The doctors said I had pancreatitis.  I survived and got the tube out of my nose.  The surgeon wanted to blame my gallbladder for the pancreatitis, but the gastroenterologist gave it a clean bill of health, at least for now.  The surgeon suggested surgery and the gastroenterologist suggested changing one of my RA drugs.

I'm not excited about surgery and I feel horrible if I don't get that drug.  The rheumatologist said there was an extremely low likelihood that the drug caused the pancreatitis.  What do you think?"

Health System time out: The Family Doctor used to do all their own admitting, but the hospitalist movement and increasing employment of family physicians by hospitals has dramatically decreased the percent of doctors admitting their own patients.  So the patient doesn't know the admitting physician or the consultants.
This decreases the patient's trust and belief in the information received.  The stress of the situation from abdominal pain, the NG tube in the nose and down the throat, the loss of privacy with the counting of intake and output of fluids, the excessive repetition of the same administrative/billing questions, and the general sense of uncertainty about what's going to happen is overwhelming, increasing the patient's discomfort and fear.

So how does the personal family physician of this patient respond?  First is to show respect for the human who is also the patient and to reaffirm the patient-physician relationship which already includes an element of trust because of past interactions.  Next is to listen to the patient's story, honoring their humanity and recognizing their suffering.  Responding to the feelings expressed during the story helps to protect the patient from flashbacks to loneliness and fears experienced initially in the hospital and validates their view of their experience.

The family physician has already seen the hospital reports and the discharge medication list in the fax or EMR via the hospital relationship.  They now think of the natural history of all the pathologic processes and phenomena noted in the hospital as well as the RA.  They seek to detect where the patient is on those natural history time lines, determining further information needed by way of further history, physical exam, laboratory testing and imaging if indicated.  They know that it's not over for this episode of sickness.

While the pancreas has calmed down, the gallstones aren't going to disappear, so the physician will inquire about the patients impression of the surgeon's comments about the cholelithiasis (gallstones) and gallbladder, later comparing that information with the final discharge summary dictated by the hospitalist. "Cholelithiasis" is added to the patients problem list by the family physician for future reference.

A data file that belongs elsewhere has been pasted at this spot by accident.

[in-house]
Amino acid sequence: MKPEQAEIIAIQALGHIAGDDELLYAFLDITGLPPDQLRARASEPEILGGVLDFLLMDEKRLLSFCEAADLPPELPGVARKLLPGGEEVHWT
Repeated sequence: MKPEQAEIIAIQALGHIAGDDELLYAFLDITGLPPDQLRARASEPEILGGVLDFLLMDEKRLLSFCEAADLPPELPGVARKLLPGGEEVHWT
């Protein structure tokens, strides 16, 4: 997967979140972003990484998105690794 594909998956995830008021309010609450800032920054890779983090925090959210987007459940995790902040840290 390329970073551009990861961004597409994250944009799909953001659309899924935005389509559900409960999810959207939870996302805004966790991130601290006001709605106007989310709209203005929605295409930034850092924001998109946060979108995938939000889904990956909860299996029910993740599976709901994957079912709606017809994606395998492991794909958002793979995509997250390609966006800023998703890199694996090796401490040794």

All of this information is filtered through the patients personal values, goals and dreams in their living, learning and working worlds.  Yes, it is complex, challenging and even fun.  The patient gets to make the decisions, so the family doctor has to do this medical mental work (including the development of an ongoing differential diagnosis for both the pancreatitis and the cholelithiasis- maybe using SPIT) in the overall context of the patient via the biopsychosocial model, explained in a post last year.  Using the Biopsychosocial model to detect.

The family physician has seen thousands of patients and filters the patient situation through many similar experiences and their understanding of the medical literature to offer their best insights about what may happen with each of the patient's options relative to this illness.  Their knowledge and experience becomes a resource for the patient, whose interaction with the physician in the context of a trusting relationship enables a refreshed perspective on their options.

Human to human, patient to physician communication enables the dyad to move ahead to develop a follow-up plan.  What do you think?

Sunday, October 2, 2011

Family Medicine: The Differential Diagnosis

How do Family Physicians analyze patient complaints?  Traditionally, the Chief Complaint (CC) is the driving force in the patient's and doctors minds.  The physician will listen to and expand the patient's story to develop a differential diagnosis, a list of possible causes of the CC.

I like to start with a four component acronym to cover four types of possible causes for the CC:  SPIT, which stands for Serious, Probable, Interesting and Treatable.

What is Serious (potentially causing loss of life, limb or a significant life function) that could cause the CC?
What is Probable (given the patient's life situation, age, gender, work, exposures, etc.) that could cause the CC?
What is Interesting (unique or novel from the physician perspective or the patients theory of causation- very important if they have a theory about the cause) that might cause the CC?
What is Treatable (responsive to a known therapy) that might cause the CC?

How does this fit into the Human Centered Health Home (HCHH) that I've promoted in this blog?  Here's an expanded explanation from a post in November of 2010:   Using SPIT in the HCHH

From the simple SPIT Acronym, the thinking may get more focused before expanding again as the physical exam is performed to further clarify possible causes of the patient's CC and lead to revision of the SPIT list.  Many other mental models and decision aids are used by Family Physicians from time to time as they engage a wide variety of patients.

How do you like to think about causes of symptoms, illness and disease?